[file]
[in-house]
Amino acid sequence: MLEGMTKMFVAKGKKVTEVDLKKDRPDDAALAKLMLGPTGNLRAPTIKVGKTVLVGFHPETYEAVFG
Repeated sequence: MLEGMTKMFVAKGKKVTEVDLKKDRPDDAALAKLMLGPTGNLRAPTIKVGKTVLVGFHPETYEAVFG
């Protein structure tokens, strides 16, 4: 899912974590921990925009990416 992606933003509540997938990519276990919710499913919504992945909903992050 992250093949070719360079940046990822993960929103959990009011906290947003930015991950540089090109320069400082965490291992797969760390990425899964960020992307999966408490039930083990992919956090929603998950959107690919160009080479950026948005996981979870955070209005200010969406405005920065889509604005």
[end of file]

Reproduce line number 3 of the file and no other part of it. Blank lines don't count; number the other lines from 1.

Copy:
Repeated sequence: MLEGMTKMFVAKGKKVTEVDLKKDRPDDAALAKLMLGPTGNLRAPTIKVGKTVLVGFHPETYEAVFG